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Experts weigh in: is cannabis addictive?

January 29, 2016  By Mary Ann Liebert Inc. Publishers

Jan. 29, 2016 — What are the symptoms, risks, and health consequences of “cannabis use disorder,” and what is the status of current research efforts to identify effective treatments for cannabis addiction?

The answers to these questions, and whether cannabis is more or less addictive than tobacco or alcohol, are presented in a timely and informative Roundtable Discussion, “Legal or Illegal, Cannabis Is Still Addictive,” published in the new peer-reviewed journal Cannabis and Cannabinoid Research, from Mary Ann Liebert, Inc., publishers.

The article is available open access on the Cannabis and Cannabinoid Research ( website.


Roundtable moderator and journal editor-in-chief Daniele Piomelli, PhD, University of California-Irvine, School of Medicine, leads a vibrant discussion among the distinguished panelists: Margaret Haney, PhD, New York State Psychiatric Institute-Columbia University Medical Centre, New York, NY; Alan Budney, PhD, Geisel School of Medicine, Dartmouth College, Lebanon, NH; and Pier Vincenzo Piazza, MD, PhD, Magendie Neurocenter, INSERM, Bordeaux, France.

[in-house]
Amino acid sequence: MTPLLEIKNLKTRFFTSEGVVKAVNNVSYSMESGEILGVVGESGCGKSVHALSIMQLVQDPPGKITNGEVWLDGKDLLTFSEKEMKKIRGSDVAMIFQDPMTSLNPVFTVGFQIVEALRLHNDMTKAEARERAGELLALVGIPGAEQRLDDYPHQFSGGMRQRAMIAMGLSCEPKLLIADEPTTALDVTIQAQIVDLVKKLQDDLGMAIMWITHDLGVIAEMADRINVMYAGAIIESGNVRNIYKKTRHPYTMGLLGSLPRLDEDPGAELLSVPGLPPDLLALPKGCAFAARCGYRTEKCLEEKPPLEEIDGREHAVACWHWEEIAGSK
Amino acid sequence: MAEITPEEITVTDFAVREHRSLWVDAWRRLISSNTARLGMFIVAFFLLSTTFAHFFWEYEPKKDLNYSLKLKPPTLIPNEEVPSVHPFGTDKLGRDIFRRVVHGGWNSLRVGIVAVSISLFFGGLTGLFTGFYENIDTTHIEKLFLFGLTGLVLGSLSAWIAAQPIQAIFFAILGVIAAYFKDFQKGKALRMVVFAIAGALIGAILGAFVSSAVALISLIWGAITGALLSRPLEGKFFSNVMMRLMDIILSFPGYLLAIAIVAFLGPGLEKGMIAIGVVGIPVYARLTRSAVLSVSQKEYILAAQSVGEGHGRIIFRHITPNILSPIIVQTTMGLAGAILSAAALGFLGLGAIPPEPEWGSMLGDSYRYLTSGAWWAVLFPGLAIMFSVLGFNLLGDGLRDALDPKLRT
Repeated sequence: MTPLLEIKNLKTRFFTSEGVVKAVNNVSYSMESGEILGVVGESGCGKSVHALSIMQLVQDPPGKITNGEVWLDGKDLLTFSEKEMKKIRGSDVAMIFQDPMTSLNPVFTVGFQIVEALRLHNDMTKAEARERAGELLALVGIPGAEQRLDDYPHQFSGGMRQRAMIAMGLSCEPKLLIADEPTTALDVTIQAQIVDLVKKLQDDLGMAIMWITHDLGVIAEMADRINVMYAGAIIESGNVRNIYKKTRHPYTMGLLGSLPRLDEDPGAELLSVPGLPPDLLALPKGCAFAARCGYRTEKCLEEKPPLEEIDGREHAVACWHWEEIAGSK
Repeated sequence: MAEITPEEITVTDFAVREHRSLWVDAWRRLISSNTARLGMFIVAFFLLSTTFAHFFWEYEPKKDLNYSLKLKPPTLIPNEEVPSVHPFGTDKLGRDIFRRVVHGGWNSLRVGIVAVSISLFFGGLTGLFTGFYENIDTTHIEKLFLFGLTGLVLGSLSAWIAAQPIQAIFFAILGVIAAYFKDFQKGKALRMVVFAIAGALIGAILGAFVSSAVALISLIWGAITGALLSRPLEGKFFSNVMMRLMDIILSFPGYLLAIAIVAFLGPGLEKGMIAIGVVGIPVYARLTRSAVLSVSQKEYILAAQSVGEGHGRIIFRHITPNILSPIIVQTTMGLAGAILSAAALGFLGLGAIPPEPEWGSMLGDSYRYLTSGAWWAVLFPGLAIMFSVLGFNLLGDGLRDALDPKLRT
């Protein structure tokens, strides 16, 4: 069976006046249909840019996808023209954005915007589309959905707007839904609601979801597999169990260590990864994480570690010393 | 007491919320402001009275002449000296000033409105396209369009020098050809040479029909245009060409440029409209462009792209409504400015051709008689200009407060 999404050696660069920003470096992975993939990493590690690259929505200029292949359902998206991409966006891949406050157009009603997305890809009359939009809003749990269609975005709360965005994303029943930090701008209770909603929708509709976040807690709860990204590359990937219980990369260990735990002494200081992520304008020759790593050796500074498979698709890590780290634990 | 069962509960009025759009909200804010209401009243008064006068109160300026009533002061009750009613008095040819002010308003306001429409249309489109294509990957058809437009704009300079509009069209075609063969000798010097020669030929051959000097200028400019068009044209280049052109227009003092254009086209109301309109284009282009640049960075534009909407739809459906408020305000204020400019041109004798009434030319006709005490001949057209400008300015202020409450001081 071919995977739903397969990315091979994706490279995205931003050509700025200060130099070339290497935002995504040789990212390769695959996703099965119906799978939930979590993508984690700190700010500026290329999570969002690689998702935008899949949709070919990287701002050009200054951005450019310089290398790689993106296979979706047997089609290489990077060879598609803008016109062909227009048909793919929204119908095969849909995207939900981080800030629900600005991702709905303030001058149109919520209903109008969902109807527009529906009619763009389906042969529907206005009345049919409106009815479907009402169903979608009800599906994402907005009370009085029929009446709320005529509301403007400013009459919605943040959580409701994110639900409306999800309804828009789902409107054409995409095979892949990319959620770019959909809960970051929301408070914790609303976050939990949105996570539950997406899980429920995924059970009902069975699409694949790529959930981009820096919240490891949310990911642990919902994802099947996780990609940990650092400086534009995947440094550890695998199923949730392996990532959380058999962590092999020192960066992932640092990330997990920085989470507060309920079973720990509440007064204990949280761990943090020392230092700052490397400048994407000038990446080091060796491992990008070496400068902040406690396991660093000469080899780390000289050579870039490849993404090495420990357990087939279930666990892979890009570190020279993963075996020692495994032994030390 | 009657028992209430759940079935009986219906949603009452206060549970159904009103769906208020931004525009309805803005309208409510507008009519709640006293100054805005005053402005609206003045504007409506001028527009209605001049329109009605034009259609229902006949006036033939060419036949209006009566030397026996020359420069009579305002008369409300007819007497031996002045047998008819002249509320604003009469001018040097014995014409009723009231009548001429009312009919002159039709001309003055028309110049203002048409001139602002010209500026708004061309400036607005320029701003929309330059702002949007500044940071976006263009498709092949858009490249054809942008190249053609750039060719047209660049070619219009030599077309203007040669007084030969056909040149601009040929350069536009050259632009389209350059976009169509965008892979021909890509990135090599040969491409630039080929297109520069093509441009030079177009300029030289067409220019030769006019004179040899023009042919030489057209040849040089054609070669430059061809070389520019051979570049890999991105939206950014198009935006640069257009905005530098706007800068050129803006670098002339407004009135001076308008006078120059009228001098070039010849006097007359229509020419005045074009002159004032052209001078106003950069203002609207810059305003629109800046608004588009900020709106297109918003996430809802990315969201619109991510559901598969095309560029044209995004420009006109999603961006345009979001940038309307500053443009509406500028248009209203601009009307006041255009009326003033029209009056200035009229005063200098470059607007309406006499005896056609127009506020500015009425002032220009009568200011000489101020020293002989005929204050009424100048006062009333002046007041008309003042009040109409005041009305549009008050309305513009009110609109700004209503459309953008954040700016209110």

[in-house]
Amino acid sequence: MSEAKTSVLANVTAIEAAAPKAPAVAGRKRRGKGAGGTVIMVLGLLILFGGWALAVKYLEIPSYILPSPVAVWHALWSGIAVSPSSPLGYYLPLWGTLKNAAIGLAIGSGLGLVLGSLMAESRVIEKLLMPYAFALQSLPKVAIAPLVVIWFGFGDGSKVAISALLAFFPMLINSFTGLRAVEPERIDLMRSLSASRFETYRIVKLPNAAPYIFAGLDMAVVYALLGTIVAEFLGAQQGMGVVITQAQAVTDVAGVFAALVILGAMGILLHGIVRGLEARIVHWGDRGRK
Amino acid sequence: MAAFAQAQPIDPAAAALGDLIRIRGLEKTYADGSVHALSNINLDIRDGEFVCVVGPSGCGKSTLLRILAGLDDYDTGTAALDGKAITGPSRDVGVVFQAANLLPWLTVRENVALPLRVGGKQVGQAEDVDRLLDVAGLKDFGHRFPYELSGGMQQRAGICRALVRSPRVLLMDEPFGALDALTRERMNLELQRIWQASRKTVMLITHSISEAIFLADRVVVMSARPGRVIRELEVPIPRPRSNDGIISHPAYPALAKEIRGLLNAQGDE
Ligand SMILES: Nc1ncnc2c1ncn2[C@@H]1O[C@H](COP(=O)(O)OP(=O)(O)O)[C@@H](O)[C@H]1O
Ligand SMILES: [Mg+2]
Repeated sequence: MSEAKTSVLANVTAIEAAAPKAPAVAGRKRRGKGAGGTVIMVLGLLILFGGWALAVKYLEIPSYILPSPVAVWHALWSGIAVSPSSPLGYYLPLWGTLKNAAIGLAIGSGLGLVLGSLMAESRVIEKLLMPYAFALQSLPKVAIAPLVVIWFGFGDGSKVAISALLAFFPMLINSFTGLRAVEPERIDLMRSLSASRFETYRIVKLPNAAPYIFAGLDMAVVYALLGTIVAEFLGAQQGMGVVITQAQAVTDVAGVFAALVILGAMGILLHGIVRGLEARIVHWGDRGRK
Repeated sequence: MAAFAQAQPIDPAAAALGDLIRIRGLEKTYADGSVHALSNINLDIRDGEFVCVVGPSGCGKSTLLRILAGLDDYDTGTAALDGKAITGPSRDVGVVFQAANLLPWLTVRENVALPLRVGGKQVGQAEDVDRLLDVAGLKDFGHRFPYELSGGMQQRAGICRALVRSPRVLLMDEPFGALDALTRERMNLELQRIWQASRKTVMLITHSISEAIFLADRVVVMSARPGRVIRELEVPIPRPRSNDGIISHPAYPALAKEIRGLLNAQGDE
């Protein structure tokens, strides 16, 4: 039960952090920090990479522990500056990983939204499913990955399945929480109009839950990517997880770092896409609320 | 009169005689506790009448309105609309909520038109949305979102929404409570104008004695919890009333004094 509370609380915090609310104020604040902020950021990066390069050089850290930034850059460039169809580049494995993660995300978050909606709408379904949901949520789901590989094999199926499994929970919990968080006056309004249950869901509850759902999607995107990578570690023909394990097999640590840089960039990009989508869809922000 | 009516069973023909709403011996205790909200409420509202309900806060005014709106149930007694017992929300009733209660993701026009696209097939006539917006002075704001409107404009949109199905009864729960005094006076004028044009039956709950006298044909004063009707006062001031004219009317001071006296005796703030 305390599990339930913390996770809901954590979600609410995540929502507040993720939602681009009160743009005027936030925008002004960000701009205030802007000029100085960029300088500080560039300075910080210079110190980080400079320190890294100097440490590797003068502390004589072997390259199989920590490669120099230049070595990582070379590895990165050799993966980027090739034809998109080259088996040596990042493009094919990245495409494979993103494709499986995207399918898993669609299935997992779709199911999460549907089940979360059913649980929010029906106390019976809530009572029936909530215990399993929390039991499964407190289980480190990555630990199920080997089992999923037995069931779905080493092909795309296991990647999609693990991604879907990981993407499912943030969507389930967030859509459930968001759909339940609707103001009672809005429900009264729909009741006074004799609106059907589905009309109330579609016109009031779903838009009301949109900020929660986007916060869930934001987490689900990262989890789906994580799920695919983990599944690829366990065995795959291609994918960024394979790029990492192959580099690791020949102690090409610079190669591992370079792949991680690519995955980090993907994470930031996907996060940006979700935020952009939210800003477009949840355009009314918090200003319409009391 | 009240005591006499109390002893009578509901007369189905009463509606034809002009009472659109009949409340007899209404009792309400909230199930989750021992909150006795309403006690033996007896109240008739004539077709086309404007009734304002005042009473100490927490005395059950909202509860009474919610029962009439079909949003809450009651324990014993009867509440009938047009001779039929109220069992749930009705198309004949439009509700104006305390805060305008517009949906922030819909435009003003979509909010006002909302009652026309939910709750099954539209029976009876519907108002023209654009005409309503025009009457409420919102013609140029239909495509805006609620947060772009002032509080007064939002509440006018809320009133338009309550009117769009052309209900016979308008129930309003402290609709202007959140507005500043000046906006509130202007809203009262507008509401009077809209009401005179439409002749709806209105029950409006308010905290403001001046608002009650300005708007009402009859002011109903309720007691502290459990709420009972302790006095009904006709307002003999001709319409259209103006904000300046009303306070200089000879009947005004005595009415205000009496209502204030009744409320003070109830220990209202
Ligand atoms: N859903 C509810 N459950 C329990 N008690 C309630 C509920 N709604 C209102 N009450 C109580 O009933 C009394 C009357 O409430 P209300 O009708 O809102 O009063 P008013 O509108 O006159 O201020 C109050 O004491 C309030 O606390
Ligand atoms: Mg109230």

The roundtable participants focus on topics such as the specific features of cannabis use disorder, cannabis withdrawal, and the lack of U.S. FDA-approved treatments for cannabis addiction and ongoing clinical trials to test investigational agents and approaches.

Piomelli asks the panelists to respond to the provocative question of whether studies to discover therapies for cannabis addiction should continue.

“Laws and attitudes toward cannabis are changing, and this is a welcome development after so many years of irrational closure,” says Piomelli.

“Still, we should not forget that cannabis is a drug and, as such, is far from harmless. This roundtable explores the addictive potential of cannabis, which both preclinical and clinical studies have now firmly established.”

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